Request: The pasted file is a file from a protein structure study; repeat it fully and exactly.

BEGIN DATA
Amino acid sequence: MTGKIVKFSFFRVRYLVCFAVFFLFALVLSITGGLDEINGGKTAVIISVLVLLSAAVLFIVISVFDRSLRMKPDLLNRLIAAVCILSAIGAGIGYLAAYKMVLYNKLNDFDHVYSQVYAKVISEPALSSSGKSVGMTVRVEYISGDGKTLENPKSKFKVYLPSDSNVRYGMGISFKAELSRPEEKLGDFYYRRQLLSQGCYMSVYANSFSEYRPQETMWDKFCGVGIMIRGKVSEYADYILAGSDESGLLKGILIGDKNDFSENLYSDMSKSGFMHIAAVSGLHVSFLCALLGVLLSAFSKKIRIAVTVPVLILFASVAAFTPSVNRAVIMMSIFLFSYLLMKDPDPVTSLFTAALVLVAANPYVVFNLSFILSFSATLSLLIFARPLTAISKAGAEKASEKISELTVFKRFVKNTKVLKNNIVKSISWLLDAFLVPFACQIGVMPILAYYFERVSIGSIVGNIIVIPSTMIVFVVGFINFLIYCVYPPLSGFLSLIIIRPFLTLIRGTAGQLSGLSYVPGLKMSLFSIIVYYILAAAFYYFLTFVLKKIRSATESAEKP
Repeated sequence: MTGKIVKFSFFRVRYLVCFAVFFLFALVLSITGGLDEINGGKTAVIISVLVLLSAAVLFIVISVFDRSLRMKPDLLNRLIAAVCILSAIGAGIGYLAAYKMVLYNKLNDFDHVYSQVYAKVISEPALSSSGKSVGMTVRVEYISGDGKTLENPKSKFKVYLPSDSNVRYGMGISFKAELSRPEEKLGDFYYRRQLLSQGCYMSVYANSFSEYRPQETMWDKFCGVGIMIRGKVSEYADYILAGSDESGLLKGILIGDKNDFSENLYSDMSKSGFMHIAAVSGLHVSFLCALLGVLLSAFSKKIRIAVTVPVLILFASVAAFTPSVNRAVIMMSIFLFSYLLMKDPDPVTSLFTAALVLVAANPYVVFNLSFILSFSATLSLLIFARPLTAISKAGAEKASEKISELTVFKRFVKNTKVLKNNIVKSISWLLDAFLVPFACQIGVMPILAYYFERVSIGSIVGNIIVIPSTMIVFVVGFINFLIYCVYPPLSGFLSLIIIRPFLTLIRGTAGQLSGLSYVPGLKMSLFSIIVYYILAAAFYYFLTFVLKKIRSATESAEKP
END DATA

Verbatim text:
Amino acid sequence: MTGKIVKFSFFRVRYLVCFAVFFLFALVLSITGGLDEINGGKTAVIISVLVLLSAAVLFIVISVFDRSLRMKPDLLNRLIAAVCILSAIGAGIGYLAAYKMVLYNKLNDFDHVYSQVYAKVISEPALSSSGKSVGMTVRVEYISGDGKTLENPKSKFKVYLPSDSNVRYGMGISFKAELSRPEEKLGDFYYRRQLLSQGCYMSVYANSFSEYRPQETMWDKFCGVGIMIRGKVSEYADYILAGSDESGLLKGILIGDKNDFSENLYSDMSKSGFMHIAAVSGLHVSFLCALLGVLLSAFSKKIRIAVTVPVLILFASVAAFTPSVNRAVIMMSIFLFSYLLMKDPDPVTSLFTAALVLVAANPYVVFNLSFILSFSATLSLLIFARPLTAISKAGAEKASEKISELTVFKRFVKNTKVLKNNIVKSISWLLDAFLVPFACQIGVMPILAYYFERVSIGSIVGNIIVIPSTMIVFVVGFINFLIYCVYPPLSGFLSLIIIRPFLTLIRGTAGQLSGLSYVPGLKMSLFSIIVYYILAAAFYYFLTFVLKKIRSATESAEKP
Repeated sequence: MTGKIVKFSFFRVRYLVCFAVFFLFALVLSITGGLDEINGGKTAVIISVLVLLSAAVLFIVISVFDRSLRMKPDLLNRLIAAVCILSAIGAGIGYLAAYKMVLYNKLNDFDHVYSQVYAKVISEPALSSSGKSVGMTVRVEYISGDGKTLENPKSKFKVYLPSDSNVRYGMGISFKAELSRPEEKLGDFYYRRQLLSQGCYMSVYANSFSEYRPQETMWDKFCGVGIMIRGKVSEYADYILAGSDESGLLKGILIGDKNDFSENLYSDMSKSGFMHIAAVSGLHVSFLCALLGVLLSAFSKKIRIAVTVPVLILFASVAAFTPSVNRAVIMMSIFLFSYLLMKDPDPVTSLFTAALVLVAANPYVVFNLSFILSFSATLSLLIFARPLTAISKAGAEKASEKISELTVFKRFVKNTKVLKNNIVKSISWLLDAFLVPFACQIGVMPILAYYFERVSIGSIVGNIIVIPSTMIVFVVGFINFLIYCVYPPLSGFLSLIIIRPFLTLIRGTAGQLSGLSYVPGLKMSLFSIIVYYILAAAFYYFLTFVLKKIRSATESAEKP